Impact of the learning curve on perioperative outcomes in patients who underwent robotic partial nephrectomy for parenchymal renal tumours. Eur Urol 2010;58:127-32.
Hu JC, Treat E, Filson CP, McLaren I, Xiong S, Stepanian S, et al.
Technique and outcomes of robot-assisted retroperitoneoscopic partial nephrectomy: A multicenter study. Eur Urol 2014;66:542-9.
Hughes-Hallett A, Patki P, Patel N, Barber NJ, Sullivan M, Thilagarajah R, et al.
Robot-assisted partial nephrectomy: A comparison of the transperitoneal and retroperitoneal approaches. J Endourol 2013;27:869-74.
Weizer AZ, Palella GV, Montgomery JS, Miller DC, Hafez KS. Robot-assisted retroperitoneal partial nephrectomy: Technique and perioperative results. J Endourol 2011;25:553-7.
Patel M, Porter J. Robotic retroperitoneal partial nephrectomy. World J Urol 2013;31:1377-82.
Feliciano J, Stifelman M. Robotic retroperitoneal partial nephrectomy: A four-arm approach. JSLS 2012;16:208-11.
Choi JE, You JH, Kim DK, Rha KH, Lee SH. Comparison of perioperative outcomes between robotic and laparoscopic partial nephrectomy: A systematic review and meta-analysis. Eur Urol 2015;67:891-901.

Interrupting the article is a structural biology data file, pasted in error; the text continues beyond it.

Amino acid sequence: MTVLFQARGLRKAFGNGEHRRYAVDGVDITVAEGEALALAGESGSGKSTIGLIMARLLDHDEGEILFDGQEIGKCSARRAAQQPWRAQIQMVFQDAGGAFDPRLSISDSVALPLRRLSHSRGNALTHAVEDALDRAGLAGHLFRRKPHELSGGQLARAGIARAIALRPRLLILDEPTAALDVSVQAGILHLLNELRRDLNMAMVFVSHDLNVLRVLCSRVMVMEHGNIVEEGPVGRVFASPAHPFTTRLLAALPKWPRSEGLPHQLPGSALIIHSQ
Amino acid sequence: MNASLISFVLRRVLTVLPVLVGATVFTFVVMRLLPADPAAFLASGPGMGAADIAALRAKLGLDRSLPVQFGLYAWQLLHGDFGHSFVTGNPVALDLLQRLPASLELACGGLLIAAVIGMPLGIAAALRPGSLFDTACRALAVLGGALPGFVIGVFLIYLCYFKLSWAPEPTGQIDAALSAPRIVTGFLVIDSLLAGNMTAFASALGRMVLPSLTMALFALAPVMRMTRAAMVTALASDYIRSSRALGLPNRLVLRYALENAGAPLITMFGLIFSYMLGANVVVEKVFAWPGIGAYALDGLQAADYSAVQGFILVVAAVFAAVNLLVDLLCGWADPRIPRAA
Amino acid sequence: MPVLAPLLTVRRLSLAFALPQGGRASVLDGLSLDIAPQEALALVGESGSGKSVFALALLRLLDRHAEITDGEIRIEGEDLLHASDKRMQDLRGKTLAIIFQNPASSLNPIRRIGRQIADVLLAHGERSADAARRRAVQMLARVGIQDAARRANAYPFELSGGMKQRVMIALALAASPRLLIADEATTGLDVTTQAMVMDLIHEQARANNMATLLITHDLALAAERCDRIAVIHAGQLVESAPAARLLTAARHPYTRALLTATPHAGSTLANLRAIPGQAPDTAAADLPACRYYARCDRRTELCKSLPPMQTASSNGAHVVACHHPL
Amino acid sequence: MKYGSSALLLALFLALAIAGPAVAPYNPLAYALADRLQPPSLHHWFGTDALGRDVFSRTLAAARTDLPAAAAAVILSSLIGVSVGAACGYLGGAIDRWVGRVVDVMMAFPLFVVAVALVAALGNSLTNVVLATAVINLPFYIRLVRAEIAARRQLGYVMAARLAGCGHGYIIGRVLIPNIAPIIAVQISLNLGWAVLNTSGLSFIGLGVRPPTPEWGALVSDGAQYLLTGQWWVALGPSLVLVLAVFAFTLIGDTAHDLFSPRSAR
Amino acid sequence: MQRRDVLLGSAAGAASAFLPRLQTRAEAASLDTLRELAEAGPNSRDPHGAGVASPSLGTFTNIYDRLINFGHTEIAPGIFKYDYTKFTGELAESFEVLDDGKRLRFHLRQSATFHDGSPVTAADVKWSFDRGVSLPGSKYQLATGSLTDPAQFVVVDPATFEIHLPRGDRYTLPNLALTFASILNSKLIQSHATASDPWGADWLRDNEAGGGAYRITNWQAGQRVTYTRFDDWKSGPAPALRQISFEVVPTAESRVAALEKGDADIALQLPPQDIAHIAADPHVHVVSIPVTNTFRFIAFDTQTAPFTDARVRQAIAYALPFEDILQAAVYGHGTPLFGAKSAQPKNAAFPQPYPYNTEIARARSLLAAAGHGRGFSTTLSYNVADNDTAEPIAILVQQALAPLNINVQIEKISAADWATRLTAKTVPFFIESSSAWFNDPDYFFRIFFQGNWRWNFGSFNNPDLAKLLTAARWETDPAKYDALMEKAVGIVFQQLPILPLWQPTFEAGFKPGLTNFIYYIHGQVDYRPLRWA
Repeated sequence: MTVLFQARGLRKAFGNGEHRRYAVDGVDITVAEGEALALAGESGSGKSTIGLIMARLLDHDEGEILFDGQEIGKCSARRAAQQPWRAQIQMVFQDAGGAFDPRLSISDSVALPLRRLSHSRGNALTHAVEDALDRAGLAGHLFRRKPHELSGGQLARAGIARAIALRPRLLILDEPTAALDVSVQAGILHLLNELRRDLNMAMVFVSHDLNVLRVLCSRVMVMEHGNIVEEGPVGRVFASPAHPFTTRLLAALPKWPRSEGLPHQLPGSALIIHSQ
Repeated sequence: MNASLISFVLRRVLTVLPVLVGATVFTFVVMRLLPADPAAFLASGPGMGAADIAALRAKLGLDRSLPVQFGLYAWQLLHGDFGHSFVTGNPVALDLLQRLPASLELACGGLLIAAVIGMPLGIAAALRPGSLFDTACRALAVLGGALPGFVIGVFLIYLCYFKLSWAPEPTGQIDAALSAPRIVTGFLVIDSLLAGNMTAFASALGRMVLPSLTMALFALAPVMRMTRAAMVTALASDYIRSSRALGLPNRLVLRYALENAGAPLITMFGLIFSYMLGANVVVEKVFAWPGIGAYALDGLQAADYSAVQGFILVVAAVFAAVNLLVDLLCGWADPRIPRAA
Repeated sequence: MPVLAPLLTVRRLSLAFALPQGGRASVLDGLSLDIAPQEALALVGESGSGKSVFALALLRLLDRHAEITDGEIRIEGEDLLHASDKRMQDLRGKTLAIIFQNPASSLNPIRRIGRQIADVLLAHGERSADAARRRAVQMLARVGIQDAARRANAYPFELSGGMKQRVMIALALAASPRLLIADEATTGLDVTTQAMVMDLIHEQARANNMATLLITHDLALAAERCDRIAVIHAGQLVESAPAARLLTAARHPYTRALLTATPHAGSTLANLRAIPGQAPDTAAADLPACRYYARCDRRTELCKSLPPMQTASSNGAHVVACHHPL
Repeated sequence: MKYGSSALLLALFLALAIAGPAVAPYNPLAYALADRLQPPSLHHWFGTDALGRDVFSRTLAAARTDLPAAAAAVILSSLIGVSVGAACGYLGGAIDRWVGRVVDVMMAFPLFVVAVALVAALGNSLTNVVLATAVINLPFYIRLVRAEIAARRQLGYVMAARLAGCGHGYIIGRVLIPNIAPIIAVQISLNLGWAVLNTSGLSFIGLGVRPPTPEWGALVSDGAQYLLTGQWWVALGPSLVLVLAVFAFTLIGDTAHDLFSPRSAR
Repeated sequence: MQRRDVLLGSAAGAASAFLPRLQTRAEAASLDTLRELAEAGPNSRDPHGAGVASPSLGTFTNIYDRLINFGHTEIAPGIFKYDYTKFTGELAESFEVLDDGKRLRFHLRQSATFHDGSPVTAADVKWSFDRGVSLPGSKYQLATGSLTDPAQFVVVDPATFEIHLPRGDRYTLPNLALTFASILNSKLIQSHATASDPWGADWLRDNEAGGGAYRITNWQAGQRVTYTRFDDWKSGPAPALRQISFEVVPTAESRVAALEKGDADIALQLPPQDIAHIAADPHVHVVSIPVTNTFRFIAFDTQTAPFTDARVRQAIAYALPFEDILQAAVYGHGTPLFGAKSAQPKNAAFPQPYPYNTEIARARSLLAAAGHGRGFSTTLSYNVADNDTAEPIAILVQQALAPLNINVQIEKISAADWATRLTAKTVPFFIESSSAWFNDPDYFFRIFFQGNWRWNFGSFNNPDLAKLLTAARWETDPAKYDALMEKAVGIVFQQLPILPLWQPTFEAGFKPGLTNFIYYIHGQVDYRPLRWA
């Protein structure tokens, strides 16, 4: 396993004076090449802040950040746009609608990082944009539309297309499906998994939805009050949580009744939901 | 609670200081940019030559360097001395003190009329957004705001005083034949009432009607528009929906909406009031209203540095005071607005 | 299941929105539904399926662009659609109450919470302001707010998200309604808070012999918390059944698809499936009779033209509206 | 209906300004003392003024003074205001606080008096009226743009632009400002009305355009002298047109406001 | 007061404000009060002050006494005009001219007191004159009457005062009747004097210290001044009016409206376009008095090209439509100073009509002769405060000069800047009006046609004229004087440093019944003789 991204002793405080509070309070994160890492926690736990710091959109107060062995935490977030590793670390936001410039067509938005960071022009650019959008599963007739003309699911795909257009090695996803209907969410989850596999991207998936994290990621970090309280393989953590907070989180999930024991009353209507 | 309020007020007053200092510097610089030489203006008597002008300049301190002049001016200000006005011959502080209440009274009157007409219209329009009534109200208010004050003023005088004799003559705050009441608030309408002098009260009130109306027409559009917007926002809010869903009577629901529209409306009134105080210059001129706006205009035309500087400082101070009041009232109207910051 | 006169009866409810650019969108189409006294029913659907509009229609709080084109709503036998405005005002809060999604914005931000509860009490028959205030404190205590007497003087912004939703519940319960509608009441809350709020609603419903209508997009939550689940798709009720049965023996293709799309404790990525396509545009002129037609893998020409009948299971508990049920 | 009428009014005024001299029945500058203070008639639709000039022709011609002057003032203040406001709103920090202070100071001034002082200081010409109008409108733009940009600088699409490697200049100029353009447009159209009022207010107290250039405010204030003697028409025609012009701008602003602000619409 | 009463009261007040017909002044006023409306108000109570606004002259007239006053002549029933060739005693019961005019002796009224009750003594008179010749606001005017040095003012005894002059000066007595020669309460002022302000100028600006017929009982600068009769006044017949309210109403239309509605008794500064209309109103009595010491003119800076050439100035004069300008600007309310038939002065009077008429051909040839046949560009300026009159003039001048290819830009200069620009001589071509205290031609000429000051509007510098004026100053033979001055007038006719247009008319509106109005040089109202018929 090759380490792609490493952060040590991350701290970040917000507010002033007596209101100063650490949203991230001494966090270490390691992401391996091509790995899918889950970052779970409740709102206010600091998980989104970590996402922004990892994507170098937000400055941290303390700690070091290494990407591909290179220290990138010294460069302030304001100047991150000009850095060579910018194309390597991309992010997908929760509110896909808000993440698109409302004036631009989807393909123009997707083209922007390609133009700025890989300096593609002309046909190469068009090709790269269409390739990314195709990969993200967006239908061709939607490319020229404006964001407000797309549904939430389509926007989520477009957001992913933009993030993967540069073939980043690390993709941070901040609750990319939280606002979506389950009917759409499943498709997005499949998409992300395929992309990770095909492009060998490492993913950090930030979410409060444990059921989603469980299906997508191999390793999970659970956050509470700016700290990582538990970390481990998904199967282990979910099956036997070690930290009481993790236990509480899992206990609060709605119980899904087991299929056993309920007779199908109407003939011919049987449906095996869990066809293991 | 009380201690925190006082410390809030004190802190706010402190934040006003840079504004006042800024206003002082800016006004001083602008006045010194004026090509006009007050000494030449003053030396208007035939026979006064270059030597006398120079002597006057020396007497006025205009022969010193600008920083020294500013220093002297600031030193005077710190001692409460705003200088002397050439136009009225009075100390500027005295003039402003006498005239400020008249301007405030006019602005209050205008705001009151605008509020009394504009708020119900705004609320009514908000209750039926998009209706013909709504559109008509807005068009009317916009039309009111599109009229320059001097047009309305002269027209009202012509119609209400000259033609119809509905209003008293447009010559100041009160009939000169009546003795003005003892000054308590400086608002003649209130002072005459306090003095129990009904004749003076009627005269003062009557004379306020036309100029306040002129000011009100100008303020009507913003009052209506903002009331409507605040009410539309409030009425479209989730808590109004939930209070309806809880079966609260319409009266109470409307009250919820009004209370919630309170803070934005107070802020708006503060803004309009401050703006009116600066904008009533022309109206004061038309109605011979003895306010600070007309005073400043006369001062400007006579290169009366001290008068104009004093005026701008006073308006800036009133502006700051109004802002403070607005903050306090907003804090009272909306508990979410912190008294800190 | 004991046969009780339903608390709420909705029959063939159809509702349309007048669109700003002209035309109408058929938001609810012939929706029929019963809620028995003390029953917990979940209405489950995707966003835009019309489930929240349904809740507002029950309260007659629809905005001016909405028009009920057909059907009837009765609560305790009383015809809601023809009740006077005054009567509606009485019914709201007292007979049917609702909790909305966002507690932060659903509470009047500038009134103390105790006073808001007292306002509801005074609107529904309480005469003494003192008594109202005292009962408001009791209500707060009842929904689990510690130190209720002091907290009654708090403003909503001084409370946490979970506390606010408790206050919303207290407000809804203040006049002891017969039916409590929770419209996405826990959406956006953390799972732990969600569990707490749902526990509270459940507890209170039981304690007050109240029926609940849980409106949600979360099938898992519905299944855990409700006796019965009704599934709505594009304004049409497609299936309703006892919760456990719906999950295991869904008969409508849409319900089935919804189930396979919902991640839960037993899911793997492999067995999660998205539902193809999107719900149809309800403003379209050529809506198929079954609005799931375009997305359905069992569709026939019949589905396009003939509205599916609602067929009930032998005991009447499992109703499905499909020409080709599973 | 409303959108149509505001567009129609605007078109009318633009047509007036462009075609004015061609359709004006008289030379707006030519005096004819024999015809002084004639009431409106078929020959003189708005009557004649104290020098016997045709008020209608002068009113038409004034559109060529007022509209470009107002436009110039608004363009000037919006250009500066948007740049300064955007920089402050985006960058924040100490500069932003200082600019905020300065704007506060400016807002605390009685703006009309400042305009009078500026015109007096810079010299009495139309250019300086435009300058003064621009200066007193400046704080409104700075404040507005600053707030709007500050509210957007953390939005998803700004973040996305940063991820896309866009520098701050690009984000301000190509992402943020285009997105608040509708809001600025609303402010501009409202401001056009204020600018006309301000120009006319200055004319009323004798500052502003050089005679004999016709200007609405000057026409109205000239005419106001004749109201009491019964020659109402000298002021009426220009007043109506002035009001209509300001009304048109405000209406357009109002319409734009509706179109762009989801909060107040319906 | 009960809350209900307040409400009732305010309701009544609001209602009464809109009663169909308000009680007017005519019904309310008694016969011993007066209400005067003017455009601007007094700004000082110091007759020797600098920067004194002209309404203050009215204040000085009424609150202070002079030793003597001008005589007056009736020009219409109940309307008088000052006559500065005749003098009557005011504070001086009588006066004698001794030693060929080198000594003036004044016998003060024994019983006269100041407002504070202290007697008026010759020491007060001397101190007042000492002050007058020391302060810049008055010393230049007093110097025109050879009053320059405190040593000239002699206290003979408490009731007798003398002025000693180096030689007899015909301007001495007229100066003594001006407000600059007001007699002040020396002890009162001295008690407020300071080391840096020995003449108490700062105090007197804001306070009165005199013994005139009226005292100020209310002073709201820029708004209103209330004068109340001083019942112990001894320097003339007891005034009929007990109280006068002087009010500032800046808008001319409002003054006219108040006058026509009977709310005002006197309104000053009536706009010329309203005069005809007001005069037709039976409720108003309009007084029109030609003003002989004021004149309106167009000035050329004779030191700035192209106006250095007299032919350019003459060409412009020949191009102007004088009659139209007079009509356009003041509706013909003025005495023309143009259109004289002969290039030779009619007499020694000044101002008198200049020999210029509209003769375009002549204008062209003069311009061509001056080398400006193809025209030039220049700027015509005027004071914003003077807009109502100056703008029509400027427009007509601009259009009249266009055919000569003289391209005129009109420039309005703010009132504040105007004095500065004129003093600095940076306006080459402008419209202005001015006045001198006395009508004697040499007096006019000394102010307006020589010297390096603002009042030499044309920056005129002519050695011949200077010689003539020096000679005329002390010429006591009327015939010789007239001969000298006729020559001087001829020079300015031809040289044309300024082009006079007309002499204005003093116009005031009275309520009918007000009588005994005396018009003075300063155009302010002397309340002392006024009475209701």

Ficarra V, Minervini A, Antonelli A, Bhayani S, Guazzoni G, Longo N, et al.
A multicentre matched-pair analysis comparing robot-assisted versus open partial nephrectomy. BJU Int 2014;113:936-41.
Gin GE, Maschino AC, Spaliviero M, Vertosick EA, Bernstein ML, Coleman JA, et al.
Comparison of perioperative outcomes of retroperitoneal and transperitoneal minimally invasive partial nephrectomy after adjusting for tumor complexity. Urology 2014;84:1355-60.
Ng CS, Gill IS, Ramani AP, Steinberg AP, Spaliviero M, Abreu SC, et al.
Transperitoneal versus retroperitoneal laparoscopic partial nephrectomy: Patient selection and perioperative outcomes. J Urol 2005;174:846-9.
Benway BM, Bhayani SB, Rogers CG, Dulabon LM, Patel MN, Lipkin M, et al.
Robot assisted partial nephrectomy versus laparoscopic partial nephrectomy for renal tumors: A multi-institutional analysis of perioperative outcomes. J Urol 2009;182:866-72.
Long JA, Yakoubi R, Lee B, Guillotreau J, Autorino R, Laydner H, et al.
Robotic versus laparoscopic partial nephrectomy for complex tumors: Comparison of perioperative outcomes. Eur Urol 2012;61:1257-62.
Masson-Lecomte A, Bensalah K, Seringe E, Vaessen C, de la Taille A, Doumerc N, et al.
A prospective comparison of surgical and pathological outcomes obtained after robot-assisted or pure laparoscopic partial nephrectomy in moderate to complex renal tumours: Results from a French multicentre collaborative study. BJU Int 2013;111:256-63.
Kim JH, Park YH, Kim YJ, Kang SH, Byun SS, Kwak C, et al.
Perioperative and long-term renal functional outcomes of robotic versus laparoscopic partial nephrectomy: A multicenter matched-pair comparison. World J Urol 2015;33:1579-84.
[Figure 1], [Figure 2]
[Table 1], [Table 2], [Table 3], [Table 4], [Table 5]